The Cape of Good Hope SPCA responded to a frantic call from the Hout Bay harbour earlier this week after diesel oil spills filled parts of the harbour, affecting more than 30 Cape fur seals.
SPCA spokesperson Jaco Pieterse said on arriving at the scene, a team from Spill Tech were in the water trying to contain the diesel oil, and mop up the excess.
“It seemed as if two of the young yearling seals were affected. Adult seals will generally know to avoid getting too close up to the oily, smelly stuff so we weren’t too worried about them, but the babies haven’t yet learned to steer clear and were swimming through the toxic oil,” said Pieterse.
“We had to wash two yearling seals. However, the wild population was also affected.”
Formally trained in Oiled Wildlife Response, trainee inspector Bryan Arendse and Wildlife Officer Jon Friedman also headed to the Hout Bay Seal Rescue Centre.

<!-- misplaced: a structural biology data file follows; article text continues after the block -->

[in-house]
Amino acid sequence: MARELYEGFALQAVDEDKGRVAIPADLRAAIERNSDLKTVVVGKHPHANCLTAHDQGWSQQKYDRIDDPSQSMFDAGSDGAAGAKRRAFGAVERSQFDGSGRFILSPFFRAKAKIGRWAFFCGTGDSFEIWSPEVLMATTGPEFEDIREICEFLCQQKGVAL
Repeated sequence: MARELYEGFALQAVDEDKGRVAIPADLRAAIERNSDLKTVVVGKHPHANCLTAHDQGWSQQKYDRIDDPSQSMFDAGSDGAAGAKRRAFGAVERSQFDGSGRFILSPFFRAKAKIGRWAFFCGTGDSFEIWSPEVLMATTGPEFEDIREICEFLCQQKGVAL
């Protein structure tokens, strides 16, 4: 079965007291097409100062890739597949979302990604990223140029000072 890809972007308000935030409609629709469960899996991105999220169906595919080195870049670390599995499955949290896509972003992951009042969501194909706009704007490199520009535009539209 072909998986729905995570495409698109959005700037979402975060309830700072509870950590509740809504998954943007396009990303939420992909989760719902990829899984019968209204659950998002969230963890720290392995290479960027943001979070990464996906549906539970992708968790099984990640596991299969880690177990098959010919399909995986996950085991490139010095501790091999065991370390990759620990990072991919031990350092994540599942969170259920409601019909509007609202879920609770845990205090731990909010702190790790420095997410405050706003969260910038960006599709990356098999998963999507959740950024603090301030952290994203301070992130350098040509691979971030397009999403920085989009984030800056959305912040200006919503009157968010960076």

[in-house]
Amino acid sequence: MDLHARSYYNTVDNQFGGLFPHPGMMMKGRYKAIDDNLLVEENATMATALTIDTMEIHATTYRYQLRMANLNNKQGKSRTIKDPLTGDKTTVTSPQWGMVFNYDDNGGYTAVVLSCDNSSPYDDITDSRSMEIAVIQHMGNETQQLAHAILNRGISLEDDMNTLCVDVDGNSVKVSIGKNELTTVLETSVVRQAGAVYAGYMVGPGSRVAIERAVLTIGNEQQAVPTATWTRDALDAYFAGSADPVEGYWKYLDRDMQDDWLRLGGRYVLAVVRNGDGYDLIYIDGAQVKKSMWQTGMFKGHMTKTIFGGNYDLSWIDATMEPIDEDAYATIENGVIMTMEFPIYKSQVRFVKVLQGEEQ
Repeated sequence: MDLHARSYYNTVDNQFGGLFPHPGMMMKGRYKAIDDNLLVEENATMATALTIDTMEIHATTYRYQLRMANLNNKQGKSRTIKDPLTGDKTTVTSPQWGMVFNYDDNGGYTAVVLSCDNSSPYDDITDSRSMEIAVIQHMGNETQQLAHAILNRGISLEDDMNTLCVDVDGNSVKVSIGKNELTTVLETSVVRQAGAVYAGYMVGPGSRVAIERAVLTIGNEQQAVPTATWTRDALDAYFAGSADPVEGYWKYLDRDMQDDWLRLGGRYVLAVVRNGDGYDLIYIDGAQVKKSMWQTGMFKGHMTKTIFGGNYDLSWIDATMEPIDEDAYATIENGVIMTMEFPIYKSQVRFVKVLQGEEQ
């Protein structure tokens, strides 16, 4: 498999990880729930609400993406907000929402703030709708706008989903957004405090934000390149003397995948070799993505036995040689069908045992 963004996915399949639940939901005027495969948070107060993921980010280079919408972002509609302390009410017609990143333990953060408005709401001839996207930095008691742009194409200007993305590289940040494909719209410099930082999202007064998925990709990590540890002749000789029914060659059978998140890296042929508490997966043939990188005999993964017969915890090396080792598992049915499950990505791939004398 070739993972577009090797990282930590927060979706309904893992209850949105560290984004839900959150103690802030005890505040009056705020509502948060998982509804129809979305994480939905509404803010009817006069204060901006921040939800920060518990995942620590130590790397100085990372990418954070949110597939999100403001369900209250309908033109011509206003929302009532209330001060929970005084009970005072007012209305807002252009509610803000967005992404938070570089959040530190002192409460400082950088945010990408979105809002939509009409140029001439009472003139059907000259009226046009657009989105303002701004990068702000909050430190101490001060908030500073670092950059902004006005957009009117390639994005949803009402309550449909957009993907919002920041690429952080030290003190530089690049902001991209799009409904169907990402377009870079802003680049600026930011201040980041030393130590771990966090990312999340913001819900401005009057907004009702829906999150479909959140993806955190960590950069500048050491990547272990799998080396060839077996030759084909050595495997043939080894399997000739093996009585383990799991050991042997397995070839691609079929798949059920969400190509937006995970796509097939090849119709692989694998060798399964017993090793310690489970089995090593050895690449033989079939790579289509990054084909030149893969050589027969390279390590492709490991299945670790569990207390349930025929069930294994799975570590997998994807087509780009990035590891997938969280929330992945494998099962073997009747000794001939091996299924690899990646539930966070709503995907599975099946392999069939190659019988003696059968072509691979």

The SPCA said they requested help from the Southern African Foundation for the Conservation of Coastal Birds (SANCCOB) who arrived on the scene with the right soaps and Savlon, and together quickly got to work.
“Diesel oil can be extremely caustic to exposed skin and even though seals have thick fur, their eyes, flippers, noses, and tails are exposed. It is toxic for the seals and wildlife, but more for the birds. Diesel, in particular, burns the skin and can cause serious health implications like respiratory infection and other skin issues.” said the SPCA.
Once the yearlings were corralled, cleaned, and washed, the seals seemed happy to chill around the pool of the Rescue Centre recovering from their ordeal.
“The Seal Centre staff will keep a sharp eye out for any seals exhibiting signs of contamination or distress over the next few days,” added the SPCA.
Investigations are underway to find the origin of the oil spill and to make sure that those responsible for it are held liable under the Marine Living Resources Act 18 of 1998.